My local council has new rules on bin bag collection. Every household is allowed two black bags – any more and they won’t be collected.

John hyde

John Hyde

Deputy news editor, the Gazette

What you find is people in dressing gowns and slippers roaming the streets with bags late on Thursday, searching for households that haven’t filled their quota. Are they breaking the law? Of course not, they're simply finding a way to make the system work for them.

Costs budgeting is one of those ideas that to non-lawyers looks a no-brainer, but which the legal profession struggles to embrace. Lawyers tell me it is an imprecise art, which takes up valuable time and which has caused untold grief during the case management process.

Defendant firm Kennedys has certainly copped its fair share of grief this week, after being at the end of a judicial kicking in the High Court.

The Honourable Mr Justice Coulson spent virtually every paragraph of his judgment admonishing the firm and what he said was its attempt to under-play the claimant’s costs. At times it was brutal, describing estimates as ‘completely unrealistic’, an ‘abuse of the costs budgeting process’ and of ‘no utility’. It would take a brave respondent to answer: ‘But apart from that…’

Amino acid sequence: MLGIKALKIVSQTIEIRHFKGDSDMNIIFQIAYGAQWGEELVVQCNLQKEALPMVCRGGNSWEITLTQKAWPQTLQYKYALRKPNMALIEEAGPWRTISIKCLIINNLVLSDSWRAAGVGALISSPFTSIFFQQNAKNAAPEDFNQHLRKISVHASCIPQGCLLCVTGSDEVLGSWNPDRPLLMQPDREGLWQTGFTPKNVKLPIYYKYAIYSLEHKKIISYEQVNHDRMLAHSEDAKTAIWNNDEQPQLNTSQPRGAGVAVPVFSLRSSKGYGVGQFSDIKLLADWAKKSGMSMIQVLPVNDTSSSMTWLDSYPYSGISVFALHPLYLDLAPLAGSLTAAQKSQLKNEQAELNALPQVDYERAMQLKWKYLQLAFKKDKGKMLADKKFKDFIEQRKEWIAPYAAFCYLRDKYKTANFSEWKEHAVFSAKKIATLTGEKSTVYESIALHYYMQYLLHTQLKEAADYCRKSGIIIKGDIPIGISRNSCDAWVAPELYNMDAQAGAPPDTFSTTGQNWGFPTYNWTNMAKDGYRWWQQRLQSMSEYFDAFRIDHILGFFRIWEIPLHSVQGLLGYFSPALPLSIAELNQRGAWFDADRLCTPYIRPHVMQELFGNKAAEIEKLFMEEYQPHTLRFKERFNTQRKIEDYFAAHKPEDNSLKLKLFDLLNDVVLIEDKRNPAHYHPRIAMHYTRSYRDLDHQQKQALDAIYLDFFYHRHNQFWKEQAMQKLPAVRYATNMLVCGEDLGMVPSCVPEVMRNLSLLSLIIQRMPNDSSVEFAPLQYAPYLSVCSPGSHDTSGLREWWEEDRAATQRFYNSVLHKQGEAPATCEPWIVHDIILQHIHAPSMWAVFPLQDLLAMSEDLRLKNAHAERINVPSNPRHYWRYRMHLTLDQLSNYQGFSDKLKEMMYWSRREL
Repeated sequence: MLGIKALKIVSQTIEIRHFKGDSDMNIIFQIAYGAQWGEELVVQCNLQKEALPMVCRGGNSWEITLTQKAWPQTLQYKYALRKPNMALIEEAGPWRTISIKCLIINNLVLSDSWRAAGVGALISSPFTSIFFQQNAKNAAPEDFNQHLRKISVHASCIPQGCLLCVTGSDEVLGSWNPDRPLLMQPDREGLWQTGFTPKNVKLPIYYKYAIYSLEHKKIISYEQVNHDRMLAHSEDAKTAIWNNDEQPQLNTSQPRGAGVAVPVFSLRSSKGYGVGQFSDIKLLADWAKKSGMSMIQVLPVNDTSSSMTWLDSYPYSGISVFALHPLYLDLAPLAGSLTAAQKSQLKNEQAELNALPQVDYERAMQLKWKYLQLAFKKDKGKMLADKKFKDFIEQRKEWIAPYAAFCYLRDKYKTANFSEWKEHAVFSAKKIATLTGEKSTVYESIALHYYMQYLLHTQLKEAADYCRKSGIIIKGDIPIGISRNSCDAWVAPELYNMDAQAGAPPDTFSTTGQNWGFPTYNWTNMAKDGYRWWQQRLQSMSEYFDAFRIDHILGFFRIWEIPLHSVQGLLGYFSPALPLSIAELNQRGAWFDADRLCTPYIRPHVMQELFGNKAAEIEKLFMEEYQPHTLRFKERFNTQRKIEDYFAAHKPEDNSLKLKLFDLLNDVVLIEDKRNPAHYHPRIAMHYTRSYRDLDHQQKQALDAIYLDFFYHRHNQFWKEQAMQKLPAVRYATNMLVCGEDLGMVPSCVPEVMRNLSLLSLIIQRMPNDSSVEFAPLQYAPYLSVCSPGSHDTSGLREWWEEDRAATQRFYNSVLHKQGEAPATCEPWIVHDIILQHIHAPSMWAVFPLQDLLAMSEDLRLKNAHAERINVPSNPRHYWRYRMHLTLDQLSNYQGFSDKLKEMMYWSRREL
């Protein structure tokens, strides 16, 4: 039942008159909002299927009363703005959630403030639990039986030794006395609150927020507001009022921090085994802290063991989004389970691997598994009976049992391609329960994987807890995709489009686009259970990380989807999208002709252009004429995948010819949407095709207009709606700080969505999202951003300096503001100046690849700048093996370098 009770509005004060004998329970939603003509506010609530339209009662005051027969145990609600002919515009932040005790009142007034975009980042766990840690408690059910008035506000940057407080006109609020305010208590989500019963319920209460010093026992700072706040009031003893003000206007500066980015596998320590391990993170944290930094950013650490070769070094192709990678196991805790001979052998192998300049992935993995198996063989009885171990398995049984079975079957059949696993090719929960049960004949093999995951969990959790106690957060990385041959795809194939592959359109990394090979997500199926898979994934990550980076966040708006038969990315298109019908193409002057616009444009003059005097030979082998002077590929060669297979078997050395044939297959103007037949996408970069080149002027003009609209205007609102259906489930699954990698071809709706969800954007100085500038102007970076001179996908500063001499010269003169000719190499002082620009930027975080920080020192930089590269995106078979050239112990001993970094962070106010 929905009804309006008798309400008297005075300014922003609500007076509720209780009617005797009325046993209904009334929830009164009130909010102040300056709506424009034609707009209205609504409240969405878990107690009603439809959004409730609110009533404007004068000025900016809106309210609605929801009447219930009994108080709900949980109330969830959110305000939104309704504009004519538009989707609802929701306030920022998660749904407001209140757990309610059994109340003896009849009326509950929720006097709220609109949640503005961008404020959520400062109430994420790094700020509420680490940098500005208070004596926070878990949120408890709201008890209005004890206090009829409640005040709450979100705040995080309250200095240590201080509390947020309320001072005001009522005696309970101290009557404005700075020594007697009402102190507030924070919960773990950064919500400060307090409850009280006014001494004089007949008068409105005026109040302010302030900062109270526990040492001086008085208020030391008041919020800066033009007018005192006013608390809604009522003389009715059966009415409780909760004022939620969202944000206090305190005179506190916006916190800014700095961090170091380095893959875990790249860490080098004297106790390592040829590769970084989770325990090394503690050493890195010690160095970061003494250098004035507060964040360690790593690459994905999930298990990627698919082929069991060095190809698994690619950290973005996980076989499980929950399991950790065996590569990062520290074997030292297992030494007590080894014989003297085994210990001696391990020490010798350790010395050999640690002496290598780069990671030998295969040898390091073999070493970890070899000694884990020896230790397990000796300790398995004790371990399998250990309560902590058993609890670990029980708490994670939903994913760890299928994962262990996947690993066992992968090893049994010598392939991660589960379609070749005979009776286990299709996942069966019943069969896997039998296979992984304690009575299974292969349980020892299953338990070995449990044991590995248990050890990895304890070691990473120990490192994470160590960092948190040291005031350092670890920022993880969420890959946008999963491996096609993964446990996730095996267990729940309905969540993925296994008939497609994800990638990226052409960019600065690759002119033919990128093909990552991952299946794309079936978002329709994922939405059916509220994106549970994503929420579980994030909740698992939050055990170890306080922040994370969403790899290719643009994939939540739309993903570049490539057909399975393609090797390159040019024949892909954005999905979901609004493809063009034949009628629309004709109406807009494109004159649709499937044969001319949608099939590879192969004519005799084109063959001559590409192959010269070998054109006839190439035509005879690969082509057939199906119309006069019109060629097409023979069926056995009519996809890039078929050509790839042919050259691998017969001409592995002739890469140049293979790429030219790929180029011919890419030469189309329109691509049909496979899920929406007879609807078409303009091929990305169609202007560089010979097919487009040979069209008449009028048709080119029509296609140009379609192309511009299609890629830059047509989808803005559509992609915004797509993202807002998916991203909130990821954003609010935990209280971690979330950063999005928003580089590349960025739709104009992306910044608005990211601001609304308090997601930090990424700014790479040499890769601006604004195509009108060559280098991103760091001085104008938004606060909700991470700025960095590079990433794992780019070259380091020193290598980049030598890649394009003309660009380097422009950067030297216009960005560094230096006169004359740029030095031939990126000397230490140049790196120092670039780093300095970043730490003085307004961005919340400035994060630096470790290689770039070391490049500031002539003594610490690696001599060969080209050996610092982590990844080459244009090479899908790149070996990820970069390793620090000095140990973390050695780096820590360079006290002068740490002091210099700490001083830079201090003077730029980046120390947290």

Solicitors are officers of the court. They may not deliberately break the rules or knowingly undermine the court. But since costs budgeting was first a twinkle in Lord Justice Jackson’s eye, lawyers have been aware they need to find a way to work the system to their advantage. If judges want to complain, perhaps they should direct their thoughts to the colleagues that created the system in the first place.

It was well known, particularly at the outset, that judges’ training was scant, and they could possibly be guided by lawyers with more knowledge of nuances of costing than them. Now it’s all too common for both sides to either over-sell or under-sell their costs estimates, expecting judges will at least come down on a centre ground (though by all accounts they are getting much better at spotting this, as Coulson exemplifies). 

The natural inclination must be to produce an outlier in the expectation the judge will come down somewhere in the middle. It's not undermining the rules, but it's working out the best way to satisfy the duty to the court while keeping clients happy.

Is that playing games or playing the system as it's set out? I'm not so sure there's a difference.